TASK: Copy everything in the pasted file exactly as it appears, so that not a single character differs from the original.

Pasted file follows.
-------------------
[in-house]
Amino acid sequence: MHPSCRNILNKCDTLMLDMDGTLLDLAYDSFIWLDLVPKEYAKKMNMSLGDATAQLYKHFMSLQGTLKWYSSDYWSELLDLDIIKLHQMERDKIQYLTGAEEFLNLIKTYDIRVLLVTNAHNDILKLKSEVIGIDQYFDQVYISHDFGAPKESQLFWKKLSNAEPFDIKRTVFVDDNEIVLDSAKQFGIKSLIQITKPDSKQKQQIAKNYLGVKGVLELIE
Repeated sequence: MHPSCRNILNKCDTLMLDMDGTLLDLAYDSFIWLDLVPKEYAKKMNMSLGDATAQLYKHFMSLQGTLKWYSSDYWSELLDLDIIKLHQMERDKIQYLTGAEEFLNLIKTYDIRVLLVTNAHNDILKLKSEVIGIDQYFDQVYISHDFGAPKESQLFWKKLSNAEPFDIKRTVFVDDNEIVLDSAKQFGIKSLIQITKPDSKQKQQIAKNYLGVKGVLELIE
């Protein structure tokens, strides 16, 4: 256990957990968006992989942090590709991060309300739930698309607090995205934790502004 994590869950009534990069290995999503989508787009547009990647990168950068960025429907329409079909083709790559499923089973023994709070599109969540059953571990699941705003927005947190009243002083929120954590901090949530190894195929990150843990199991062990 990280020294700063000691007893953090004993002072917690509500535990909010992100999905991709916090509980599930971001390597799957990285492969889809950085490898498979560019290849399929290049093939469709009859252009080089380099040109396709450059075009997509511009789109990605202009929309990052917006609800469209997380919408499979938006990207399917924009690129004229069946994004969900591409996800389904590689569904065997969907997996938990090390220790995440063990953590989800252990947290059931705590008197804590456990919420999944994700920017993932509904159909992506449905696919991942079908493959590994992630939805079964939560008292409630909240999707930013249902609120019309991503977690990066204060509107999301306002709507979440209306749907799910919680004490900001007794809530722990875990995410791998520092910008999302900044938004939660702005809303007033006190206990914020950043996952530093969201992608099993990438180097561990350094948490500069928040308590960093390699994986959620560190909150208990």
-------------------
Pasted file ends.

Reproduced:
[in-house]
Amino acid sequence: MHPSCRNILNKCDTLMLDMDGTLLDLAYDSFIWLDLVPKEYAKKMNMSLGDATAQLYKHFMSLQGTLKWYSSDYWSELLDLDIIKLHQMERDKIQYLTGAEEFLNLIKTYDIRVLLVTNAHNDILKLKSEVIGIDQYFDQVYISHDFGAPKESQLFWKKLSNAEPFDIKRTVFVDDNEIVLDSAKQFGIKSLIQITKPDSKQKQQIAKNYLGVKGVLELIE
Repeated sequence: MHPSCRNILNKCDTLMLDMDGTLLDLAYDSFIWLDLVPKEYAKKMNMSLGDATAQLYKHFMSLQGTLKWYSSDYWSELLDLDIIKLHQMERDKIQYLTGAEEFLNLIKTYDIRVLLVTNAHNDILKLKSEVIGIDQYFDQVYISHDFGAPKESQLFWKKLSNAEPFDIKRTVFVDDNEIVLDSAKQFGIKSLIQITKPDSKQKQQIAKNYLGVKGVLELIE
């Protein structure tokens, strides 16, 4: 256990957990968006992989942090590709991060309300739930698309607090995205934790502004 994590869950009534990069290995999503989508787009547009990647990168950068960025429907329409079909083709790559499923089973023994709070599109969540059953571990699941705003927005947190009243002083929120954590901090949530190894195929990150843990199991062990 990280020294700063000691007893953090004993002072917690509500535990909010992100999905991709916090509980599930971001390597799957990285492969889809950085490898498979560019290849399929290049093939469709009859252009080089380099040109396709450059075009997509511009789109990605202009929309990052917006609800469209997380919408499979938006990207399917924009690129004229069946994004969900591409996800389904590689569904065997969907997996938990090390220790995440063990953590989800252990947290059931705590008197804590456990919420999944994700920017993932509904159909992506449905696919991942079908493959590994992630939805079964939560008292409630909240999707930013249902609120019309991503977690990066204060509107999301306002709507979440209306749907799910919680004490900001007794809530722990875990995410791998520092910008999302900044938004939660702005809303007033006190206990914020950043996952530093969201992608099993990438180097561990350094948490500069928040308590960093390699994986959620560190909150208990």